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A brief look at global ag

A brief look at global ag

The Dutch government approved a vaccine for livestock farmers to use against bluetongue

By Diego Flammini
Staff Writer

This quick look at agriculture around the world begins in Holland, where the federal government recently approved a livestock vaccine.

Dutch Agriculture Minister Piet Adema gave the green light to a Spanish-made vaccine to protect about one million sheep from bluetongue.

“The past period has been terrible for both the animals infected with the bluetongue virus and the keepers of these animals,” Minister Adema wrote to the House of Representatives, Ruetir reported. “The ministry expects that one million doses will become available within a week. The intention is that sufficient livestock will have been vaccinated next summer to prevent major outbreaks of infection.”

The virus, which is transmitted through midges, can be fatal to livestock. Its symptoms include swollen lips and tongues, lameness, and fever.

This disease killed about 61,000 sheep, or around 8.4 percent of the Dutch sheep population in 2023.

Last year’s outbreak also caused China to ban ruminant animal imports from Holland and other countries dealing with bluetongue.

Bluetongue vaccines aren’t approved in Canada or the U.S.

Farmers in those countries are encouraged to use insecticides to reduce biting midge populations.

Elsewhere, a Qatari company is preparing to launch the world’s largest dairy operation.

Baladna, Qatar’s largest milk and dairy company, signed a $3.5 billion deal with the Algerian Ministry of Agriculture and Rural Development.

“Algeria aims to reduce its imports of powdered milk and create jobs for its youth, and Baladna’s output will come online in 2026,” the ministry said, Al-Monitor reports.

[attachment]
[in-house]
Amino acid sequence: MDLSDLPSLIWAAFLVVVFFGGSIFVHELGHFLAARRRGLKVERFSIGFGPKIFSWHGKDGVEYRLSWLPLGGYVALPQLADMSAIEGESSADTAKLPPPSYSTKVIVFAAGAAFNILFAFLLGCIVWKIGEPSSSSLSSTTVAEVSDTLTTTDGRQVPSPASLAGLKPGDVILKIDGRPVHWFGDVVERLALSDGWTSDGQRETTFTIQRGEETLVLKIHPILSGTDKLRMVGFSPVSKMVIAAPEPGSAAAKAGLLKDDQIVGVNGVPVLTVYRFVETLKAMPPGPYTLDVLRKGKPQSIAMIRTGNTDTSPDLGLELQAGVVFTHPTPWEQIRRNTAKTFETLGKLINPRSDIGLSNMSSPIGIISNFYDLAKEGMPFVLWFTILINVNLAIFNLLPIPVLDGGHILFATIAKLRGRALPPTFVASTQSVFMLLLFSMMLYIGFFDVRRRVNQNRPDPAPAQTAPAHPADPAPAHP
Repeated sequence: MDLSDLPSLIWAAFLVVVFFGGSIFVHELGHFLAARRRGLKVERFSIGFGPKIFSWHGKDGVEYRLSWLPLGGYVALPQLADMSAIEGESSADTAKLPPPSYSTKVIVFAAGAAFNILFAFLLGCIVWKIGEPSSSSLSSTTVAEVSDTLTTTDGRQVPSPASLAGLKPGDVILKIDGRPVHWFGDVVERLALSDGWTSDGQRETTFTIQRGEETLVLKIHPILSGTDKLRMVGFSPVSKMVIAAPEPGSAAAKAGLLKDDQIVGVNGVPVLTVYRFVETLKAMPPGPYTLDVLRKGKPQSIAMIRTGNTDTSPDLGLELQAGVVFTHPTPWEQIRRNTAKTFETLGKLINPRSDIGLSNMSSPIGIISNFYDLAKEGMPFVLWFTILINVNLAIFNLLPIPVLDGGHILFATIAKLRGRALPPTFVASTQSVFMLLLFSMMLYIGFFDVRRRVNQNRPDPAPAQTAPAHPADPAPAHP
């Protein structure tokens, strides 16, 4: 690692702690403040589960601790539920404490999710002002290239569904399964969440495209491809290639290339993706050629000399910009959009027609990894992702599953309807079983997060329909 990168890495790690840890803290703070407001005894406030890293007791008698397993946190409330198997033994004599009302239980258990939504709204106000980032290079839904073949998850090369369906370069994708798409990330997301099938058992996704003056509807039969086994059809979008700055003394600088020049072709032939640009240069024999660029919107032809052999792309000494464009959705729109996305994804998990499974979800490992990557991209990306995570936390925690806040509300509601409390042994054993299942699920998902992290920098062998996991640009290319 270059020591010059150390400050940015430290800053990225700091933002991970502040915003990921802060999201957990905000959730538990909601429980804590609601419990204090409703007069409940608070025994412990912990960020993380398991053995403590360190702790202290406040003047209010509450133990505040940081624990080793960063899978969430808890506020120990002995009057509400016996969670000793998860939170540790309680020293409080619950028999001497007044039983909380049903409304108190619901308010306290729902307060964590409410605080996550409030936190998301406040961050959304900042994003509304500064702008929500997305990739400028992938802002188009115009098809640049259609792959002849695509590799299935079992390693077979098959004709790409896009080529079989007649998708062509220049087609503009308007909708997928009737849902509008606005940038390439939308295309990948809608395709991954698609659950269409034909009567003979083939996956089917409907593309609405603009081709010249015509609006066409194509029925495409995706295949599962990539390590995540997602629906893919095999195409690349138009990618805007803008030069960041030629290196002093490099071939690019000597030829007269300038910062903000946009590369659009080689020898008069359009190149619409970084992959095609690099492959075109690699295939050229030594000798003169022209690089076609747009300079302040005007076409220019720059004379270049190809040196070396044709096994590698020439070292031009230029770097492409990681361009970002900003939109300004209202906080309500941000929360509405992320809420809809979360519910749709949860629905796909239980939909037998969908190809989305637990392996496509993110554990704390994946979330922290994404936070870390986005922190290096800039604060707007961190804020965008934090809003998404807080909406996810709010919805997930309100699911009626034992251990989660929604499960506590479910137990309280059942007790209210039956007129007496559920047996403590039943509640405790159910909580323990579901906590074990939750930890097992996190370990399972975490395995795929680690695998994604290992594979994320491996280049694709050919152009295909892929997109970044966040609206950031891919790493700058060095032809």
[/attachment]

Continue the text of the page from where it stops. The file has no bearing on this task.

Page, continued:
The project is expected to span more than 100,000 hectares and include three complexes, each with separate farms and powdered milk factories.

By the ninth year of this partnership, it’s estimated the herd size will be about 270,000, produce almost 2 billion litres of milk annually, meet almost half of Algeria’s milk needs and employ about 5,000 people.

And in South America, Argentine farmers are asking the government to remove an export tax.

Farmers there are currently subject to a 12 percent tax on wheat exports, which industry groups say needs to be removed to support profitability.

"We urge the authorities to urgently review these policies and work to implement measures that promote an environment conducive to the development of wheat production, where the elimination of export duties should come first," the Argentine Rural Confederations said in a statement, Reuters reports.

The Argentine government implemented these taxes and others to raise revenue because of the country’s weak economic situation.

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